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Poll: Burr's numbers up slightly

North Carolinians appear to be a bit more satisfied with U.S. Sen. Richard Burr.

The latest survey by Public Policy Polling shows that the numbers have improved slightly for Burr, a Winston-Salem Republican who is up for re-election next year.

PPP surveyed 711 North Carolina voters from Nov. 9-11. They found that 40 percent of North Carolinians approve of the job Burr is doing, while 31 percent disapprove. That's better than the 38 percent rating Burr got in last month's poll by PPP, and 36 percent in September.

Burr continues to come out on top when voters are asked about match-ups with potential Democratic candidates.

Burr leads U.S. Rep. Bob Etheridge (45-35), Secretary of State Elaine Marshall (45-34), former Lt. Gov. Dennis Wicker (45-33), Chapel Hill Mayor Kevin Foy (44-32), and Chapel Hill attorney Ken Lewis (45-32).

The survey's margin of error was plus or minus 3.7 percentage points.

Cunningham no longer quacks

Cal Cunningham's poll numbers didn't move much during the period where he was exploring a bid for U.S. Senate.

Cunningham, a Lexington lawyer, was the non-candidate candidate, who appeared at events and quietly looked at a run against Republican Sen. Richard Burr, giving Dome plenty of chances to use duck similes. Now, Dome must put away the quacks because Cunningham is out.

It's likely that his decision had something to do with whatever it is U.S. Rep. Bob Etheridge will decide about the race.

It's also helpful to note that Cunningham had the same level of support against Burr in October than he did in February. Public Policy Polling noted in February that Burr was leading Cunningham 46 to 27. In October, the pollster pulled the same percentages., which averages and analyzes polling data, showed that Cunningham's support over time was only slightly better than a flat line.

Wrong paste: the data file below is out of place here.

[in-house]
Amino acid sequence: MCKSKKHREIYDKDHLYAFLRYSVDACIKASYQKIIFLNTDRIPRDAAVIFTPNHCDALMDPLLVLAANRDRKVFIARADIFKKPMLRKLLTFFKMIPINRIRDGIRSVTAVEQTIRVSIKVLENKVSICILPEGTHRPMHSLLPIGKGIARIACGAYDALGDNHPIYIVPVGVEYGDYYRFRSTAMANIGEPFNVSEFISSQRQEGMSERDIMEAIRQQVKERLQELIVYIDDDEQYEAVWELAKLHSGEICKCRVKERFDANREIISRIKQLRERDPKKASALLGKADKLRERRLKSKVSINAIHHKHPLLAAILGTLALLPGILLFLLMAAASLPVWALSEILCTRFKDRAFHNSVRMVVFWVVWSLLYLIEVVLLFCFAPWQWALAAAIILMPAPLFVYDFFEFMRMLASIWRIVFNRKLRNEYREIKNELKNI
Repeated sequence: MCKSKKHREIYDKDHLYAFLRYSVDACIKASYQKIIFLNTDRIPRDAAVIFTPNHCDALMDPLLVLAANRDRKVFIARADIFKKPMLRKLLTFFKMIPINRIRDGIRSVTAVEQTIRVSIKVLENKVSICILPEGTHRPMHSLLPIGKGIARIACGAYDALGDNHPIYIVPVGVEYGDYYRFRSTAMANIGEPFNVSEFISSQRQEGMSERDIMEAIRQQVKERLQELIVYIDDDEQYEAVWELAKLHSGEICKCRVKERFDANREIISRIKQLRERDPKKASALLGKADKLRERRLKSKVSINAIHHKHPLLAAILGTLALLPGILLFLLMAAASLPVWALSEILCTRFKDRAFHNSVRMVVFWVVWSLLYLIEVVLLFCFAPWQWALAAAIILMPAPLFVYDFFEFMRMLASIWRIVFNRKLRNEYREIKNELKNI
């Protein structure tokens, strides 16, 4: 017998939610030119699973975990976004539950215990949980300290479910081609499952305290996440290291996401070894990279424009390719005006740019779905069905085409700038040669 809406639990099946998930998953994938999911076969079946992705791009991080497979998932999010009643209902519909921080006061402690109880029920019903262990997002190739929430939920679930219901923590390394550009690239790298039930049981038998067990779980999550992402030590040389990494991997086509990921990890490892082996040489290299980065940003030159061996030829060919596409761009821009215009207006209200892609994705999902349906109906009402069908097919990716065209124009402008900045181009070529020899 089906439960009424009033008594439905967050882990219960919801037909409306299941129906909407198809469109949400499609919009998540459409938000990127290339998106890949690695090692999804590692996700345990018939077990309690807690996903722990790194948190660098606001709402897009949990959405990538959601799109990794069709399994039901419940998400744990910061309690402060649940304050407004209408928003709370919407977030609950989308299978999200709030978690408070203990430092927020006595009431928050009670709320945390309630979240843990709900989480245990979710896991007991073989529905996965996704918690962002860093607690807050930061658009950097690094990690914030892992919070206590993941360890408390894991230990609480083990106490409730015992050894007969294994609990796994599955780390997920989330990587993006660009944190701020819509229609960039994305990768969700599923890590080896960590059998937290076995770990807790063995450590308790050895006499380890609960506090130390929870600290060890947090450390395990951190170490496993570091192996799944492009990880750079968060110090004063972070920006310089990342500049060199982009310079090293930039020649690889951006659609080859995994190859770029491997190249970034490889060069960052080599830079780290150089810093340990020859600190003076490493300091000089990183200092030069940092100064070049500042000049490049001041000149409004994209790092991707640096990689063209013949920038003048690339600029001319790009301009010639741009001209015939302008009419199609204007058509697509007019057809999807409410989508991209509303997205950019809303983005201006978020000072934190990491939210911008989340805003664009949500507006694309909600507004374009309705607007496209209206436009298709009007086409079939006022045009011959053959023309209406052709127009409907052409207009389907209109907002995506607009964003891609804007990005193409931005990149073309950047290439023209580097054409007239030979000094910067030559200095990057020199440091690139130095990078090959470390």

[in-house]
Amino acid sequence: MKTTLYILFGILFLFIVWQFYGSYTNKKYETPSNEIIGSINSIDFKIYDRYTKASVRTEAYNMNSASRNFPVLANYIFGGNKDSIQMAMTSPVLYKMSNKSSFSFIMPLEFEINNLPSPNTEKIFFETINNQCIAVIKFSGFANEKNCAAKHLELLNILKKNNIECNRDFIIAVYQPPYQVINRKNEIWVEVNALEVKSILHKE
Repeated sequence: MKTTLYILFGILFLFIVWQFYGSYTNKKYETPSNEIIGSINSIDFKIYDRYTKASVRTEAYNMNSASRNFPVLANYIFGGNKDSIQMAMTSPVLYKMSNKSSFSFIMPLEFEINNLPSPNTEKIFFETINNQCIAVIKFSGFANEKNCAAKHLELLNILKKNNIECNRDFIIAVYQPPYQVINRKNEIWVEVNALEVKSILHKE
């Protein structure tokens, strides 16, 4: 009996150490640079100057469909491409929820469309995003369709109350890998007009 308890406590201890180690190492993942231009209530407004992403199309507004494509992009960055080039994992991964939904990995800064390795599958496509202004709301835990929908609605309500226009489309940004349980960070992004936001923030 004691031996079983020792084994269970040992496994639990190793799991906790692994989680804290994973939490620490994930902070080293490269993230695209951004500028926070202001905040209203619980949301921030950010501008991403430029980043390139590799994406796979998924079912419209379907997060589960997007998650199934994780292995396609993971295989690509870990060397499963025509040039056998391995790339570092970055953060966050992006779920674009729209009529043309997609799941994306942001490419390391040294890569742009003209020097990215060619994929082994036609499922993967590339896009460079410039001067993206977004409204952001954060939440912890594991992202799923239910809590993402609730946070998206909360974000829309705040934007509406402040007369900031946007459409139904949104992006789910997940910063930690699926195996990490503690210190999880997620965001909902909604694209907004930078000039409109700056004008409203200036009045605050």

And for the record, shows declared candidate Kenneth Lewis with an average of 29.1 percent to Burr's 44.5. It's notable that Lewis and Cunningham, two unknowns, were getting similar numbers suggesting that polling results in their cases are more about Burr's level of support.

Secretary of State Elaine Marshall, also a declared candidate, has 31.2 percent to Burr's 43.9 percent, according to's analysis. And Etheridge has 34.7 percent to 43.3 percent for Burr.

Poll: Burr down but not nearly out

Is it possible that North Carolina voters aren't happy with Republican U.S. Sen. Richard Burr, but still like him a lot better than any of the Democratic alternatives?

That seems to be the message from the latest survey by Public Policy Polling, a Democratic firm that surveyed 683 voters from Oct. 2-4.

Burr's approval rating was just 36 percent. That's down slightly from last month's survey, which had Burr's approval rating at 38 percent.

But when voters were asked about possible match-ups with some of the possible Democratic candidates, Burr easily came out on top. Here's a look at what the survey found:

Burr ratings: down but still ahead

U.S. Sen. Richard Burr's approval rating remains below 40 percent, which might ordinarily be bad news for a politician, but he's still ahead of any of his potential Democratic challengers in next year's election, according to a poll released Friday.